The following is how I would begin the query,  but again, I am not an illustrator, and, of course, you would need to really polish the approach with your own shine! I am so excited for you!!!! You're going to be posting good news REAL soon. I just know it!

Visit my portfolio and you'll  meet an A-Z assortment of characters from the mischievous Bernie the Beaver who graced the pages of Canada: Our Road to Democracy, written by Alister Mathieson and Marianne Ilass and published by Humber Press in 2014, to Dolly, the little gal with a great, big mouth. You'll be introduced to Native Americans, athletes, explorers, historical figures, and moose that like to tiptoe into cafeterias. ADD ONE MORE SENTENCE WITH DETAILS OF HOW YOU CREATE YOUR WORK. USE VIBRANT VERBS TO MATCH YOUR ILLUSTRATIONS.
 
#21 - March 24, 2015, 01:27 PM
« Last Edit: March 24, 2015, 01:29 PM by Dionna »

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Umm... that's awesome Dionna!  Such great advice.  Do you mind if I use this as a framework for my query?  Also, thank you!  :thankyou
#22 - March 24, 2015, 05:39 PM

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Of course!
#23 - March 24, 2015, 06:12 PM

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Let your query show the fun that is contained within your illustrations! Make your words entice the reader of your query to click on your link!  USE VIBRANT VERBS TO MATCH YOUR ILLUSTRATIONS.

Dionna, I have truly taken your advice to heart and have created a new query letter.  I think it speaks from my unique voice.  I may have taken it too far, but I've made it a rhyming query.  Dun, dun, DUNNNN!  Yes, i'm fully aware that many agents may not and probably will not like it, but I want to be authentic to who I am, which is an aspiring writer who loves to rhyme.

I'm thinking that the best place to post this new rhyming query would be a place where it can be critiqued by other writers like you.  So, I'm starting a new topic discussion over in the Queries & Critique Requests forum.  Would you mind if I used your above quote over in my new topic discussion to explain my situation to the other writers and members?

Thank you once again Dionna.:thanx  I hope you'll hop over to the other board to add your very valuable advice.
#24 - March 25, 2015, 12:11 PM

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Not at all! Quote away. But be warned, rhyming is probably not the best way to go...infusing personality, voice, fun, yes, but rhyming--that's most likely a no.

Looking forward to seeing how others react to your query, and hopefully, your work!!  :flowers2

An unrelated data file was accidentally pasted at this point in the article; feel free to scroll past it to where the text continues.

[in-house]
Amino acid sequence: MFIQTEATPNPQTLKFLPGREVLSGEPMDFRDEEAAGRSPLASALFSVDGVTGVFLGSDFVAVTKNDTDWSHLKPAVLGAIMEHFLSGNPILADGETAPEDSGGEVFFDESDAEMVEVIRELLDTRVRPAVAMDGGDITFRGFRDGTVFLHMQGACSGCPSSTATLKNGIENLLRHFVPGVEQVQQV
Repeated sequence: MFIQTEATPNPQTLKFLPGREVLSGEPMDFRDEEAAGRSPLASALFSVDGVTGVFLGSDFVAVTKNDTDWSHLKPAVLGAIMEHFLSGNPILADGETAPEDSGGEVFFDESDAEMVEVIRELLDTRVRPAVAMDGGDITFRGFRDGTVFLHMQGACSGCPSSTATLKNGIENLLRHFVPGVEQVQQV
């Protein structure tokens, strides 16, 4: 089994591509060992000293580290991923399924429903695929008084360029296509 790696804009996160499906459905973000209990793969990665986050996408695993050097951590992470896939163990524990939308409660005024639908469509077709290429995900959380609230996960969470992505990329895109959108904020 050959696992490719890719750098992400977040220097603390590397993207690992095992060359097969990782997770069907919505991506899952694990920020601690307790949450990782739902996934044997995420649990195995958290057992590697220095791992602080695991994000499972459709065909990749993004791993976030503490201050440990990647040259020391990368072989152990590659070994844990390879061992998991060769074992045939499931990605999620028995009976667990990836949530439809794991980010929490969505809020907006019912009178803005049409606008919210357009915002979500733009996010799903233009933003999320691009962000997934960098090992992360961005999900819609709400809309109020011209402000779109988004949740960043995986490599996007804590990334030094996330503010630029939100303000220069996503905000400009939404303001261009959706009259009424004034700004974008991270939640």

#25 - March 25, 2015, 01:30 PM

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Derek, I'm not an illustrator but I'm chiming in to say that your original query (which is above) is professional and says everything you want it to say, and I'll bet 99% of agents/editors who receive it will click the link to find out more about you and your style.

And I agree with Dionna. I'm pretty sure even Dr. Seuss would not get away with a rhyming query, and would at best get 25% of editors/agents to click on a link to his website. And that's the point - you want them to get to know your work as a whole, not see your query as your "work."

Good luck! I hope to be posting a  :yay for you on the Good News boards soon!
#26 - March 26, 2015, 04:24 AM
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I think after all this said, I've landed on the same conclusion.  Thank you both for your honesty.  Using the rhyming query, although it was a lot of fun to do, would have severely limited my chances.

This community is filled with some pretty amazing and supportive people.  Thank you Mrs. Jones and Dionna.
:thankyou
#27 - March 26, 2015, 08:42 AM

Derek


I don't think it's uncommon at all , in fact I almost consider it a norm for illustrators to try and dabble in writing as well. It almost feels like the natural evolution after someone's been illustrating professionally for awhile. That's my take on it anyway since I'm in a similar situation, and my rep has been the one pushing me to write. So for agents, I doubt they will think differently either. My advice would be to target agencies that represent author/illustrators and you should be fine.

In your query I would just add a simple sentence stating that you are interested in writing. Other than that, I would keep it simple and professional. Agents are busy and I wouldn't be at all surprised if they only read first 2 lines and just scroll down to your portfolio. If they like your work they will contact you and then you can go into more detail about what your goals are.

Good luck

Donald
#28 - March 26, 2015, 12:03 PM

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Totally agree with Donald.  :yup
#29 - March 26, 2015, 12:08 PM
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So, so glad illustrators have spoken!! Send your query out today, Derek, so we can all celebrate your further succeses soon.
#30 - March 26, 2015, 12:47 PM